One sometimes gets very interesting results when one turns divergent sums upside down.

The Basel problem was asked by Pietro Mengoli in \(1644\).

He asked what is the exact summation of the reciprocals of the square numbers?

That is :

\(\displaystyle \sum_{n=1}^∞ \frac {1}{n^2} = \frac 11 + \frac 14 + \frac 19 + \frac {1}{16} +\frac {1}{25} + … = \,? \)

The approximate answer converges very slowly to about \(1.644934\) but what is the exact value?

We start by asking an easier question. What is the exact summation of the reciprocals of the pronic numbers? Remember that the pronic numbers are the sums of the even numbers.

That is :

\(\displaystyle \sum_{k=1}^n 2k = n(n + 1)\)

Hence, the sum of the reciprocals of the pronics is :

\(\displaystyle \sum_{n=1}^∞ \frac {1}{n(n + 1)} = \frac 12 + \frac 16 + \frac {1}{12} + \frac {1}{20} + \frac{1}{30} + … \)

Now we can add these terms to obtain partial sums :

\(\displaystyle \frac 12 + \frac 16 = \frac 23, \, \frac23 + \frac {1}{12} = \frac 34, \, \frac34 + \frac {1}{20} = \frac 45, \, \frac 45 + \frac {1}{30} = \frac 56 \)

This is not a proof. We can see the limit approaching one. The proof relies on the fact that we can rewrite the terms and telescope them.

\(\displaystyle \frac 12 + \frac 16 + \frac {1}{12} + \frac {1}{20} + \frac {1}{30} + …\)

can be rewritten as :

\(\displaystyle \Bigl(1-\frac 12 \Bigr) + \Bigl(\frac12 – \frac 13\Bigr) + \Bigl(\frac 13 – \frac14\Bigr) + \Bigl(\frac 14 – \frac 15\Bigr) + \Bigl(\frac 15 – \frac 16\Bigr)+ …\)

which can be rewritten as :

\(\displaystyle 1 + \Bigl(-\frac12 + \frac12\Bigr) + \Bigl(-\frac 13 + \frac13\bigr) + \Bigl(-\frac 14 + \frac 14\Bigr) + \Bigl(-\frac 15 + \frac15\Bigr) \, – \frac 16 + …\)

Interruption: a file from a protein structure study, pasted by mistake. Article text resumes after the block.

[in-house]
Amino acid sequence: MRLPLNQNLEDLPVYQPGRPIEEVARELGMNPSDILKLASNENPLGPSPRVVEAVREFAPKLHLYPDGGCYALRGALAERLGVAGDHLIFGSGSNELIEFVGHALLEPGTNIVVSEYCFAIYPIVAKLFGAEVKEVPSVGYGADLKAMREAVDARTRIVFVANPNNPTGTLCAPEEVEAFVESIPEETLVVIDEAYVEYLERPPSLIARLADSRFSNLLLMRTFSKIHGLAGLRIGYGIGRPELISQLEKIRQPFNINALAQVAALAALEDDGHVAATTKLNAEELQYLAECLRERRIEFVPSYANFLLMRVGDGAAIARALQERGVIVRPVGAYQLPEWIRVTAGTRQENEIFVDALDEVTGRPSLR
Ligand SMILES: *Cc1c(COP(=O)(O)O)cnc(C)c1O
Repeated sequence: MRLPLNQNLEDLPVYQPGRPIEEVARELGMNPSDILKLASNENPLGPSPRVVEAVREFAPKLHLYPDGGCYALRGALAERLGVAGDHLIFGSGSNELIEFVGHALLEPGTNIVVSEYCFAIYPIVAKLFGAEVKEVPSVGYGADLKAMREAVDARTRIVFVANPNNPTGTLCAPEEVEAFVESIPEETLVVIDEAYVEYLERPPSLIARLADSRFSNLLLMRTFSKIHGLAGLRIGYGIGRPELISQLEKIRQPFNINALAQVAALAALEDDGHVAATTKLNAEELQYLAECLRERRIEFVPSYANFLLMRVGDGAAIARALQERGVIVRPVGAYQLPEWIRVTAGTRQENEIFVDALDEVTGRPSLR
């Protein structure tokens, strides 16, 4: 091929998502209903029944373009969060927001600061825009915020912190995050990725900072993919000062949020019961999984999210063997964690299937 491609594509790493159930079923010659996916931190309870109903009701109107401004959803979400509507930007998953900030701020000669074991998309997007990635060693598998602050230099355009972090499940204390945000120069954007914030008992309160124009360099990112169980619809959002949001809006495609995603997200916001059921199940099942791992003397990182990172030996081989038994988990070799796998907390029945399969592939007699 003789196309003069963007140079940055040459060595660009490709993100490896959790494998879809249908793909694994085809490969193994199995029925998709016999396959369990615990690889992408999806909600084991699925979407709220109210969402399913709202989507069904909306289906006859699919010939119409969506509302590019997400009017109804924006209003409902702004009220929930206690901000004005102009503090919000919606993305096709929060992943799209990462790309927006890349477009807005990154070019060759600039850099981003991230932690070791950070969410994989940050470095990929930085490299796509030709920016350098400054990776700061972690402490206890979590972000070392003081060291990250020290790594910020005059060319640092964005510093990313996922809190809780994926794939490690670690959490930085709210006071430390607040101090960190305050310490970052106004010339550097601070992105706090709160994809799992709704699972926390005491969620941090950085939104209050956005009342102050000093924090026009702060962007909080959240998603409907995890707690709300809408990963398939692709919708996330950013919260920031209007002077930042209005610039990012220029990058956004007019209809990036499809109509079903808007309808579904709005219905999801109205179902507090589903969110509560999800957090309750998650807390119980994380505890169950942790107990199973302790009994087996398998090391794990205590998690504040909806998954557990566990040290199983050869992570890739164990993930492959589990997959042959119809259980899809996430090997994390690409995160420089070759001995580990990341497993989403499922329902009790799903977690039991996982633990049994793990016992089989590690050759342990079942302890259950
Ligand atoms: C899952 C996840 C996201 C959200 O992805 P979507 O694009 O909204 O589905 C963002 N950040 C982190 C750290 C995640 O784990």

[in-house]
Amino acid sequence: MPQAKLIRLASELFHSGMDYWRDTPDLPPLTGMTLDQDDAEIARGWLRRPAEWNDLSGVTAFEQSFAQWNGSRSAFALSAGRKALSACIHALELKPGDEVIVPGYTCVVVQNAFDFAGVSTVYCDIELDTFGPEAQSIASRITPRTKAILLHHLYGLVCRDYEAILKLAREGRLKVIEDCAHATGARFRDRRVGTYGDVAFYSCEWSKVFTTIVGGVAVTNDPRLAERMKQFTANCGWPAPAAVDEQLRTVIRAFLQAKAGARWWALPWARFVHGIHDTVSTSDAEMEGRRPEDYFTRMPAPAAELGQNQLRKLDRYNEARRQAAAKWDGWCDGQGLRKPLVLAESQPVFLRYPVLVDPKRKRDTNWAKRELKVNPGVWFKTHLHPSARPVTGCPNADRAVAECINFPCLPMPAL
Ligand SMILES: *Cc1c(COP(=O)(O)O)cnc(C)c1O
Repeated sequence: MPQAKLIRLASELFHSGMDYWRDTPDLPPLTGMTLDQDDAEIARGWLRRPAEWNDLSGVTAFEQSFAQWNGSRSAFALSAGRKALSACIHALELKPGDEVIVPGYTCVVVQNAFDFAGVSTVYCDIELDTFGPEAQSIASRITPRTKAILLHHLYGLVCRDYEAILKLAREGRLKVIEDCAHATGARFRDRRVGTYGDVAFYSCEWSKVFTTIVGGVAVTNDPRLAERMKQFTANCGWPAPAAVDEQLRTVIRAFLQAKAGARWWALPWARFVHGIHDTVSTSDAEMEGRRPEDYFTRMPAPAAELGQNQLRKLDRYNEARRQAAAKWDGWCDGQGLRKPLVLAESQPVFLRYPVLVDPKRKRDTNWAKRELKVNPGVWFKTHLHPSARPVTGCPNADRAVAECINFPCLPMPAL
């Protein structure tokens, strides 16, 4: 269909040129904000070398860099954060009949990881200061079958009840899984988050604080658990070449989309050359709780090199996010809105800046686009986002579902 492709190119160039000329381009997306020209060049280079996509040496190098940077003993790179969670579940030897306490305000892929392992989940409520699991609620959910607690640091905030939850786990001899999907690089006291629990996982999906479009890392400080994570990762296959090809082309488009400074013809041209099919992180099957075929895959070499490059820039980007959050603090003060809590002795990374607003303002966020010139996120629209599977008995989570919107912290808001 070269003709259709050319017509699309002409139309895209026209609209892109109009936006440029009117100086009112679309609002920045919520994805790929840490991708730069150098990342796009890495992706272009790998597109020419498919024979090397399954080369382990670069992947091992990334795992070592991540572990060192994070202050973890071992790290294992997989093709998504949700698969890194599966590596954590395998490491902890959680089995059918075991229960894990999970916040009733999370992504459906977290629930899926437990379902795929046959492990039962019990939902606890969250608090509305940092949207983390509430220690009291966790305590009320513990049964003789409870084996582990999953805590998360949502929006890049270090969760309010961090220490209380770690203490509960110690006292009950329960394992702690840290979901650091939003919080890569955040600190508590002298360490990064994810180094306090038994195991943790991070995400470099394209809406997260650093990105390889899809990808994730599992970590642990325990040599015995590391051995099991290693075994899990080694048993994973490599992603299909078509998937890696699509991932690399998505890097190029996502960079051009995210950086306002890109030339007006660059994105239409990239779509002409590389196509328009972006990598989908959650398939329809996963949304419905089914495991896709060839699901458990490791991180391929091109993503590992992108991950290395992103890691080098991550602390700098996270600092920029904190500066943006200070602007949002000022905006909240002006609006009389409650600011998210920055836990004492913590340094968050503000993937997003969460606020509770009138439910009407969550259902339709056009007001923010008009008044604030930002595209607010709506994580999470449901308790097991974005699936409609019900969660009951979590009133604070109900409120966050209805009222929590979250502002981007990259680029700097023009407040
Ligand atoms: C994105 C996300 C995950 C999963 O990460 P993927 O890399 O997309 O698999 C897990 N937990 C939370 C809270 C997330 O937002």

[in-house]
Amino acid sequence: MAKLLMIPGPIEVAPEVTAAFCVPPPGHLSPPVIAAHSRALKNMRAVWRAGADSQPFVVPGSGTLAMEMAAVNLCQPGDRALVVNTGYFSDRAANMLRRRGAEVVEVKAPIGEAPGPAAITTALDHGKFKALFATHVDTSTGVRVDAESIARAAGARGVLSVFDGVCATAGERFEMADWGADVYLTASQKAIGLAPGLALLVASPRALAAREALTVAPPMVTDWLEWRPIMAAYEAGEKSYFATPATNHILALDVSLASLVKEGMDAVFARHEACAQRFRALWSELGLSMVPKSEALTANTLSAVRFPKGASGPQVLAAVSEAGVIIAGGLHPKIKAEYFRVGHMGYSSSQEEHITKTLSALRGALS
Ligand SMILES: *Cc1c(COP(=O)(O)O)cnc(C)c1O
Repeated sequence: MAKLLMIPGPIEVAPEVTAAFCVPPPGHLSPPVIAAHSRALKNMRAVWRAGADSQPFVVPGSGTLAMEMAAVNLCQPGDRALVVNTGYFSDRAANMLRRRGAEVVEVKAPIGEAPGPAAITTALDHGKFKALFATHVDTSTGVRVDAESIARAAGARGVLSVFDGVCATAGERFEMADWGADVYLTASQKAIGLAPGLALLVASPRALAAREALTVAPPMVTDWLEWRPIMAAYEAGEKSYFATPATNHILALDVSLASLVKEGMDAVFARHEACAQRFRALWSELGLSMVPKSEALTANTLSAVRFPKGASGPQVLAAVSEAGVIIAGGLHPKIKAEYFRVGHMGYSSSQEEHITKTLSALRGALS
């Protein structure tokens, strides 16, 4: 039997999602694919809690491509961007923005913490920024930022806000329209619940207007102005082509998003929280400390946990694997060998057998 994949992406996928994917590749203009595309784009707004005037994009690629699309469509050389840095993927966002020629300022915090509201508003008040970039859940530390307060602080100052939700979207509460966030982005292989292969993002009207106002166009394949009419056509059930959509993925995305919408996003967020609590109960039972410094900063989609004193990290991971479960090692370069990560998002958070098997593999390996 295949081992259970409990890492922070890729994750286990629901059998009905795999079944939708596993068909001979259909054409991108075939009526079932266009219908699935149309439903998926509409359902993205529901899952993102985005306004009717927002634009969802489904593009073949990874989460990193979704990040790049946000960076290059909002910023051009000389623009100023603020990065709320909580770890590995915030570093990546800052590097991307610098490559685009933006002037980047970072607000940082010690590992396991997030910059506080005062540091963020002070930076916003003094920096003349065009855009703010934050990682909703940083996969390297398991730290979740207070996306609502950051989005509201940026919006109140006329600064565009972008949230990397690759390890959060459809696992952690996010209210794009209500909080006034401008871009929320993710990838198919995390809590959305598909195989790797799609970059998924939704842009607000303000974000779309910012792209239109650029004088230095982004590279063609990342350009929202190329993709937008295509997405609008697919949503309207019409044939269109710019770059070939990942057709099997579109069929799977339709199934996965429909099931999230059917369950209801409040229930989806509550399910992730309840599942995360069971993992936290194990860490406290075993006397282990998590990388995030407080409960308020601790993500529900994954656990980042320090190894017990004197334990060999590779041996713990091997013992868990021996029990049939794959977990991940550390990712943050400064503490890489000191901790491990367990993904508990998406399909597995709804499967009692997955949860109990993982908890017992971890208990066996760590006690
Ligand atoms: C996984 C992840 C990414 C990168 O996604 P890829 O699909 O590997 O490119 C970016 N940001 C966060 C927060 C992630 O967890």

The terms in the middle telescope and we are left with the first term and the last term. As \(n\) gets larger and larger the term \(\frac {1}{n(n + 1)}\) gets smaller and smaller and approaches zero and the sum approaches the limit of one.

Hence, the sum of the reciprocals of the pronic numbers is :

\(\displaystyle \sum_{n=1}^∞ \frac {1}{n(n + 1)} = 1 \)

A similar argument is made for the sum of the reciprocals of the triangular numbers (the sums of the counting numbers).

\(\displaystyle \sum_{k=1}^n k = \frac {n(n + 1)}{2}\)

Then the sum of the reciprocals of the triangular numbers is :

\(\displaystyle \sum_{n=1}^∞ \frac {2}{n(n + 1)} = 2\sum_{n=1}^∞ \frac {1}{n(n + 1)} = 2 \)

Euler answered Mengoli’s question in 1735 and gave a more rigorous proof in 1741.

The sum of the odd numbers is the square numbers :

\(\displaystyle \sum_{k=1}^n 2k-1 = n^2 \)

The sum of the reciprocals of the square numbers is :

\(\displaystyle \sum_{n=1}^∞ \frac {1}{n^2} = \frac {\pi^2}{6}\)

The maths is here for anyone that is interested.

An infinite series of surprises

The odd numbers always seem to do odd things.

Euler’s solution to the Basel problem is a special case of Riemann’s zeta function (also known as the Euler-Riemann zeta function) :

\(\displaystyle \zeta (s) = \sum_{n=1}^∞ \frac{1}{n^s}\)

where \(s\) is a complex variable.

So

\(\zeta (2) = \frac {\pi^2}{6}\)

© OldTrout \(2019\)

**No Audio file – it does not translate well**